Islamic Studies Ibn Baṭṭūṭa
Yousef Meri
  • LAST REVIEWED: 25 May 2011
  • LAST MODIFIED: 25 May 2011
  • DOI: 10.1093/obo/9780195390155-0037


Ibn Baṭṭūṭa was a Maghribi Amazighi (Berber) traveler, Mālikī scholar, judge, and ṣūfī from Tangier (in present-day Morocco). He went on a journey that lasted twenty-four years to undertake the ḥajj, which he did on at least four occasions, and to obtain knowledge from various scholars and theologians from such major centers of learning as Cairo, Damascus, and Baghdad. His Travels (Tuḥfat al-nuẓẓār fī gharā ib al-amṣār wa ajā ib al-asfār (A precious gift to those who contemplate the wonders of cities and the marvels of traveling; often abbreviated as riḥla [literally, “journey”]), which the Marīnid ruler Abū Inān (r. 1348–1359) commissioned him to compose upon his return to the Maghrib in 1354, is regarded as one of the most important works of the riḥla (travel literature) genre. Ibn Baṭṭūṭa traveled more than 75,000 miles throughout North Africa and Andalusia, the central Islamic lands, Central Asia and Anatolia, South and Southeast Asia, China, and West and East Africa. Despite the work’s sometimes confused itineraries, incorrect chronologies, misidentification of place-names, and inconsistencies, it has been shown that the Travels is a detailed and largely accurate record of the places Ibn Baṭṭūṭa visited and the people he encountered, based on the author’s notes and recollections. The modern-day Moroccan scholar and editor of Tuḥfat al-nuẓẓār, Abd al-Hādī al-Tāzī, convincingly argues, based on an analysis of all known manuscripts of the Travels, that the account is authentic in the main. Moreover, the Travels incorporates details from the works of previous writers, including the Andalusian traveler Ibn Jubayr (d. 1217), particularly in its descriptions of parts of Palestine and the Ḥijāz.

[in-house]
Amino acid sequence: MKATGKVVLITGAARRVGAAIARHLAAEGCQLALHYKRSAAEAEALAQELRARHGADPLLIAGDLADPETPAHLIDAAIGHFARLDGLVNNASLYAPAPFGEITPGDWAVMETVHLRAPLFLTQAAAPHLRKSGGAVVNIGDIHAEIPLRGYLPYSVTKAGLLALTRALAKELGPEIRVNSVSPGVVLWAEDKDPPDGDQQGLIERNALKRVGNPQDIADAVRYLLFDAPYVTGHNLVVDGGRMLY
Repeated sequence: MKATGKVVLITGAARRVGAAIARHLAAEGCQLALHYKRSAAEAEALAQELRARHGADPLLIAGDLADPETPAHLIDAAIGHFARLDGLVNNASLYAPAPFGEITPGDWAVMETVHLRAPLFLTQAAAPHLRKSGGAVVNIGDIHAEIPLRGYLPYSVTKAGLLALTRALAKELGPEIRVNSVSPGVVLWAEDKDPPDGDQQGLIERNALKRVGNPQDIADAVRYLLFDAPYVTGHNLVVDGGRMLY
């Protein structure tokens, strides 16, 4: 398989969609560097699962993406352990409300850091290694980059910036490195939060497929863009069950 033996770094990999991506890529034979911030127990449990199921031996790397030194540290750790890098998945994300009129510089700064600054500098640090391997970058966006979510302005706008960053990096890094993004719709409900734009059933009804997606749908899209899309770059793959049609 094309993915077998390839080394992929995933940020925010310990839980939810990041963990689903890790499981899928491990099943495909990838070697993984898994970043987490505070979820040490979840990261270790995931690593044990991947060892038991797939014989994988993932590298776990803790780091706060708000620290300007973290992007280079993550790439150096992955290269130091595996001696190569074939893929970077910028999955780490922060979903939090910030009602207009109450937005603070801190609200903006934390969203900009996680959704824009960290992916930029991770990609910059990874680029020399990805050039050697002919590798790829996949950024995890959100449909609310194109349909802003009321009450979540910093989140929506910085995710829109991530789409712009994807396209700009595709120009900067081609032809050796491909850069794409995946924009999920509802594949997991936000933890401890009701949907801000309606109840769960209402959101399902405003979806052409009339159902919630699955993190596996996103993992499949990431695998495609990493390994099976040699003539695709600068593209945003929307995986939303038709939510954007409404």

General Overviews

There are various approaches to the study of Ibn Baṭṭūṭa and the Travels, ranging from timely introductions to Ibn Baṭṭūṭa and his times to more specialized academic writings that treat issues of authorship and authenticity of the Travels. Gibb 1958 (the first of five equally well-translated volumes) is the best English translation of the Travels. Netton 1984 explores the theme of miracles and blessings (baraka) in the Travels. Dunn 1995 contextualizes Ibn Baṭṭūṭa’s Travels as part of a broader historical framework of viewing the Islamic world in a trans-hemispheric context, while Bullis 2000 provides an accessible introduction to Ibn Baṭṭūṭa and his work. Dunn 2004 and Harvey 2008 are authoritative introductions to Ibn Baṭṭūṭa and the Travels. Mackintosh-Smith 2002 and Mackintosh-Smith 2005 are modern-day travel logs following in Ibn Baṭṭūṭa’s steps. Mackintosh-Smith 2009 offers an excellent introduction, and Waines 2010 draws on historical, legal, and literary sources to present a comparative study of the Travels.

  • Bullis, Douglas. “The Longest Hajj: The Journeys of Ibn Battuta.” Saudi Aramco World 51.4 (2000): 2–5.

    Excellent illustrated overview broadly following the three major geographical divisions of the Travels: Mecca and the Central Islamic lands; Turkey and Central Asia; and India, China, North Africa, and Andalusia.

  • Dunn, Ross. “International Migrations of Literate Muslims in the Later Middle Period: The Case of Ibn Baṭṭūṭa.” In Golden Roads: Migration, Pilgrimage and Travel in Mediaeval and Modern Islam. Edited by Ian R. Netton, 75–85. Abingdon, UK: RoutledgeCurzon, 1995.